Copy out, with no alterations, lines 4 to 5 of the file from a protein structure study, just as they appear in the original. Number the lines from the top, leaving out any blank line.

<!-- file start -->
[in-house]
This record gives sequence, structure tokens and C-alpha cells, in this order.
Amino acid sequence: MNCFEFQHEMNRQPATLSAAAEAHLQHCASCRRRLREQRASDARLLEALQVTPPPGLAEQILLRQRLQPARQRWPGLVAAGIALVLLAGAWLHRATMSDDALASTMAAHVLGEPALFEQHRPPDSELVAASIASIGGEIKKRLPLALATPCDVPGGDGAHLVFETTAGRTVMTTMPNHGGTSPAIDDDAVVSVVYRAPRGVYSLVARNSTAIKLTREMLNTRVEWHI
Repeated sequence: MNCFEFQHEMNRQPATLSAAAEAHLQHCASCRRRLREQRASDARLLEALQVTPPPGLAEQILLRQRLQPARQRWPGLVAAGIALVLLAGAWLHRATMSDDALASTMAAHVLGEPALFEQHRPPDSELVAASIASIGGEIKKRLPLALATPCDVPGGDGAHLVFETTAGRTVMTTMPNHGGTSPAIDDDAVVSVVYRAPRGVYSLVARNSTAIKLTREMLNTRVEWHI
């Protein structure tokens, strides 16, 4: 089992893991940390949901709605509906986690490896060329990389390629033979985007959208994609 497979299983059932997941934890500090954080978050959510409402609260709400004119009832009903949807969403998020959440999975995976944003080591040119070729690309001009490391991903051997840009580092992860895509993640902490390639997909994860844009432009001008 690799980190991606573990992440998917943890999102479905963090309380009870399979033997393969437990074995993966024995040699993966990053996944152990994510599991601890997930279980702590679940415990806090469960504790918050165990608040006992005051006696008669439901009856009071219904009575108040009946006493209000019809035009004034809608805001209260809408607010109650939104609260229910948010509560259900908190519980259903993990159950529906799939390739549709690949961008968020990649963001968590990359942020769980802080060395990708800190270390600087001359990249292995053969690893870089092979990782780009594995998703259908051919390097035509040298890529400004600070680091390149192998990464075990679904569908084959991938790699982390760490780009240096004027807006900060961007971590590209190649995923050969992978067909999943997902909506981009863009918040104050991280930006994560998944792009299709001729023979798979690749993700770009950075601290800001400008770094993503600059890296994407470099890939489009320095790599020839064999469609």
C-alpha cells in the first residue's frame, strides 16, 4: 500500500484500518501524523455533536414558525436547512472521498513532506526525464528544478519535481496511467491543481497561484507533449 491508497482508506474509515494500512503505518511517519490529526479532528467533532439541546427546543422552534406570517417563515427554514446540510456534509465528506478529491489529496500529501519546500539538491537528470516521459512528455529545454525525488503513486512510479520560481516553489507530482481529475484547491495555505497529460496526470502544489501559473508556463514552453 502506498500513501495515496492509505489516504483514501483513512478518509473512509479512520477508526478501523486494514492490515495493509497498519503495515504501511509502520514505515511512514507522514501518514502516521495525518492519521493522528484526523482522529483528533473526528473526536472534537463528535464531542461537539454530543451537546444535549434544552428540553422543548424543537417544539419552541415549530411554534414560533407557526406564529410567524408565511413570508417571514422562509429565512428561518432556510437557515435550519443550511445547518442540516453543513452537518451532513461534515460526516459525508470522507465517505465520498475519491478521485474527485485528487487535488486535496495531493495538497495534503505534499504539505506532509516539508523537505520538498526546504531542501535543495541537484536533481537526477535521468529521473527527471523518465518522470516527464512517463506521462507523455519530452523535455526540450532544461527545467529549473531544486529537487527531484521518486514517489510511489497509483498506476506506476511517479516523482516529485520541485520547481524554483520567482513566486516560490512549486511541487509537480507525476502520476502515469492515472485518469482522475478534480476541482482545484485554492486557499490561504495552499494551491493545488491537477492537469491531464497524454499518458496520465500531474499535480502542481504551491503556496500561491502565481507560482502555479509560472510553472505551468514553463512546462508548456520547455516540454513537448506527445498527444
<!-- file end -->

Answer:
Repeated sequence: MNCFEFQHEMNRQPATLSAAAEAHLQHCASCRRRLREQRASDARLLEALQVTPPPGLAEQILLRQRLQPARQRWPGLVAAGIALVLLAGAWLHRATMSDDALASTMAAHVLGEPALFEQHRPPDSELVAASIASIGGEIKKRLPLALATPCDVPGGDGAHLVFETTAGRTVMTTMPNHGGTSPAIDDDAVVSVVYRAPRGVYSLVARNSTAIKLTREMLNTRVEWHI
């Protein structure tokens, strides 16, 4: 089992893991940390949901709605509906986690490896060329990389390629033979985007959208994609 497979299983059932997941934890500090954080978050959510409402609260709400004119009832009903949807969403998020959440999975995976944003080591040119070729690309001009490391991903051997840009580092992860895509993640902490390639997909994860844009432009001008 690799980190991606573990992440998917943890999102479905963090309380009870399979033997393969437990074995993966024995040699993966990053996944152990994510599991601890997930279980702590679940415990806090469960504790918050165990608040006992005051006696008669439901009856009071219904009575108040009946006493209000019809035009004034809608805001209260809408607010109650939104609260229910948010509560259900908190519980259903993990159950529906799939390739549709690949961008968020990649963001968590990359942020769980802080060395990708800190270390600087001359990249292995053969690893870089092979990782780009594995998703259908051919390097035509040298890529400004600070680091390149192998990464075990679904569908084959991938790699982390760490780009240096004027807006900060961007971590590209190649995923050969992978067909999943997902909506981009863009918040104050991280930006994560998944792009299709001729023979798979690749993700770009950075601290800001400008770094993503600059890296994407470099890939489009320095790599020839064999469609």